Then, Pistol, lay thy head in Furies' lap.

Shal. Honest gentleman, I know not your breeding.
Pist. Why, then, lament therefore.
Shal. Give me pardon, sir.—If, sir, you come with

cans; but whether the change to Samingo was a blunder of Silence in his cups, or was a real contraction of San Domingo, is uncertain. Why Saint Dominick should be the patron of topers does not appear.

news from the court, I take it, there is but two ways; either to utter them, or to conceal them. I am, sir, under the king, in some authority.

Pist. Under which king, Bezonian ? " speak, or die.
Shal. Under king Harry.

Harry the Fourth, or Fifth ?
Shal. Harry the Fourth.

A foutra for thine office!
Sir John, thy tender lambkin now is king;
Harry the Fifth's the man. I speak the truth.
When Pistol lies, do this; and fig me,” like
The bragging Spaniard.

Fal. What! is the old king dead ?
Pist. As nail in door: 3 The things I speak are just.

Fal. Away, Bardolph; saddle my horse.—Master Robert Shallow, choose what office thou wilt in the land, 'tis thine.—Pistol, I will double charge thee with dignities.

Bard. O, joyful day!—I would not take a knighthood for my fortune.

Pist. What? I do bring good news?

Fal. Carry master Silence to bed.-Master Shallow, my lord Shallow, be what thou wilt, I am fortune's steward. Get on thy boots; we'll ride all night.O, sweet Pistol:-Away, Bardolph. [Exit BARD.]Come, Pistol, utter more to me; and, withal, devise something to do thyself good.-Boot, boot, master Shallow ; I know the young king is sick for me. Let us take any man's horses; the laws of England are at my commandment. Happy are they which have been my friends; and woe to my lord chief justice !

1 Bezonian, according to Florio a bisogno, is “ a new-levied souldier, such as comes needy to the wars.” Cotgrave, in bisongne, says “ a filthie knave, or clowne, a raskall, a bisonian, base-humored scoundrel.” [ts original sense is a beggar, a needy person; it is often met with very differently spelled in the old comedies.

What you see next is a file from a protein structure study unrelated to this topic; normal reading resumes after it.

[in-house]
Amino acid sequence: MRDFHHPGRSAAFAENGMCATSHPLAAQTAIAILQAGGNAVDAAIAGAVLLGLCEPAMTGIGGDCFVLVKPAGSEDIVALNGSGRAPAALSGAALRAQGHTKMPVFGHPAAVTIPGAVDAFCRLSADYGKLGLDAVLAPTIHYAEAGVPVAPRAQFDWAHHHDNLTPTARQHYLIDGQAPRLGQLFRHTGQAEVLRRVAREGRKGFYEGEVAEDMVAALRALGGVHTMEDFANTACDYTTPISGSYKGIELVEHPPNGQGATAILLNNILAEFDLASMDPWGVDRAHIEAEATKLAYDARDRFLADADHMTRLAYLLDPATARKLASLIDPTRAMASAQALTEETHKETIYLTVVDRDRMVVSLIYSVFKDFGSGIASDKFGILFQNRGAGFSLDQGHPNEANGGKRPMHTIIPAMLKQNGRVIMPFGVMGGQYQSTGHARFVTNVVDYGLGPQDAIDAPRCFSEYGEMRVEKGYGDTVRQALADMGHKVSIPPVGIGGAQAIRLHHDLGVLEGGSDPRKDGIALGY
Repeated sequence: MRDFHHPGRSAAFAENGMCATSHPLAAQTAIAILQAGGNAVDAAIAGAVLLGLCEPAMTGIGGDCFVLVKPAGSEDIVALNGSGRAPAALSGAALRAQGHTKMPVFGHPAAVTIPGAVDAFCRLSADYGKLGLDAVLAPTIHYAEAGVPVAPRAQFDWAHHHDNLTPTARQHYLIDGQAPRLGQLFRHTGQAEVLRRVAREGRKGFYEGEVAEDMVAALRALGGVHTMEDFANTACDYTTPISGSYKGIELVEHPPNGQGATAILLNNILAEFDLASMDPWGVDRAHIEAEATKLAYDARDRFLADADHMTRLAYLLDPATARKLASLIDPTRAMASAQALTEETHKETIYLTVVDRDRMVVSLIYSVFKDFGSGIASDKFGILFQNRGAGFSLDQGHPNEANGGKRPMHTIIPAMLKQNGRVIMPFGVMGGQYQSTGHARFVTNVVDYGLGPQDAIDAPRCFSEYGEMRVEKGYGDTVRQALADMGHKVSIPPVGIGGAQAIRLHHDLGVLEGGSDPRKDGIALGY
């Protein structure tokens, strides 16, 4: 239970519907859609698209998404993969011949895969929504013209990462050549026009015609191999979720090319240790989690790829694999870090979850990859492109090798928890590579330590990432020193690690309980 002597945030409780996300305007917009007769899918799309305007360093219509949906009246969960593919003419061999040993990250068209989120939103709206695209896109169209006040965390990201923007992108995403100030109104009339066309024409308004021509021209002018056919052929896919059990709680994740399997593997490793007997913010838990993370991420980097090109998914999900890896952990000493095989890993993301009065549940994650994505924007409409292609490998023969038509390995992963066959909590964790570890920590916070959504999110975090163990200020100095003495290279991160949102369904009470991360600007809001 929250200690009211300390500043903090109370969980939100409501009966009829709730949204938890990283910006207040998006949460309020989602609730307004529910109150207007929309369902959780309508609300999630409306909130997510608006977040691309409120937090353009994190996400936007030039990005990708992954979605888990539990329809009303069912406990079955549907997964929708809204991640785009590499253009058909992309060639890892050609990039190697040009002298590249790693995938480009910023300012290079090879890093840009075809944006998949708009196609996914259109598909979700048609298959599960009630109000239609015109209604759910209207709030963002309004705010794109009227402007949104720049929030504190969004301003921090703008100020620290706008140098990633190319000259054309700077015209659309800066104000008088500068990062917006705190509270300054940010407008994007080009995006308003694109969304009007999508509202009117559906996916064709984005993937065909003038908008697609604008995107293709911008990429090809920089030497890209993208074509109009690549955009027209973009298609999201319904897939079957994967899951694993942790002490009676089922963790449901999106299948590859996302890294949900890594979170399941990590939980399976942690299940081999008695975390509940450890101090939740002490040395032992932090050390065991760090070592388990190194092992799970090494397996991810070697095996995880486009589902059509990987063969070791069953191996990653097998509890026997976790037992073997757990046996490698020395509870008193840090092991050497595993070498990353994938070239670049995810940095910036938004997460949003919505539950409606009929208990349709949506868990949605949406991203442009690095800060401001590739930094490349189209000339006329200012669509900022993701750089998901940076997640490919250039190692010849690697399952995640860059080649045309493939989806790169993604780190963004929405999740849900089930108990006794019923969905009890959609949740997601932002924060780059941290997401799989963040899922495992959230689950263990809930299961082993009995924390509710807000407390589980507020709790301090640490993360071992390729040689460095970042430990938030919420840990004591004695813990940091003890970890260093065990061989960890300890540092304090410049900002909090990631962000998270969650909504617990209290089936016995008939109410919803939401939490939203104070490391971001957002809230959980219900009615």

2 An expression of contempt or insult.

3 Steevens remarks, that this proverbial expression is oftener used than understood. The door nail is the nail in ancient doors on which the knocker strikes. It is therefore used as a comparison for one irrecoverably dead, one who has fallen (as Virgil says) multa morte, i. e. with abundant death, such as reiterated strokes on the head would produce. VOL. IV.


Pist. Let vultures vile seize on his lungs also !
Where is the life that late 1 led, say they.
Why, here it is; welcome these pleasant days.


SCENE IV. London. A Street.

Enter Beadles, dragging in Hostess Quickly and

Doll TEAR-SHEET. Host. No, thou arrant knave; I would I might die, that I might have thee hanged: thou hast drawn my shoulder out of joint.

1 Bead. The constables have delivered her over to me; and she shall have whipping-cheer enough, I warrant her. There hath been a man or two lately killed about her.

Dol. Nut-hook, nut-hook, you lie. Come on; I'll tell thee what, thou damned tripe-visaged rascal; an the child I now go with do miscarry, thou hadst better thou hadst struck thy mother, thou paper-faced villain.

Host. O the Lord, that sir John were come! he would make this a bloody day to somebody. But I pray God, the fruit of her womb miscarry!

1 Bead. If it do, you shall have a dozen of cushions again ; you have but eleven now. Come, I charge you both go with me; for the man is dead, that you and Pistol beat among you.

Dol. I'll tell thee what, thou thin man in a censer!3 I will have you as soundly swinged for this, you bluebottle rogue ! 4 you filthy, famished correctioner! if you be not swinged, I'll forswear half-kirtles.”


1 In the quarto, 1600, we have “Enter Sincklo, and three or four officers.” And the name of Sincklo is prefixed to the Beadle's speech

Sincklo is also introduced in The Taming of the Shrew; he was an actor in the same company with Shakspeare.

2 Nut-hook was a term of reproach for a bailiff or constable.

3 Doll compares the beadle's spare figure to the embossed figures in the middle of the pierced convex lid of a censer made of thin metal. The sluttery of rush-strewed chambers rendered censers or fire pans, in which coarse perfumes were burned, most necessary utensils.

4 Beadles usually wore a blue livery. 5 A half-kirtle was a kind of apron or fore part of the dress of a woman.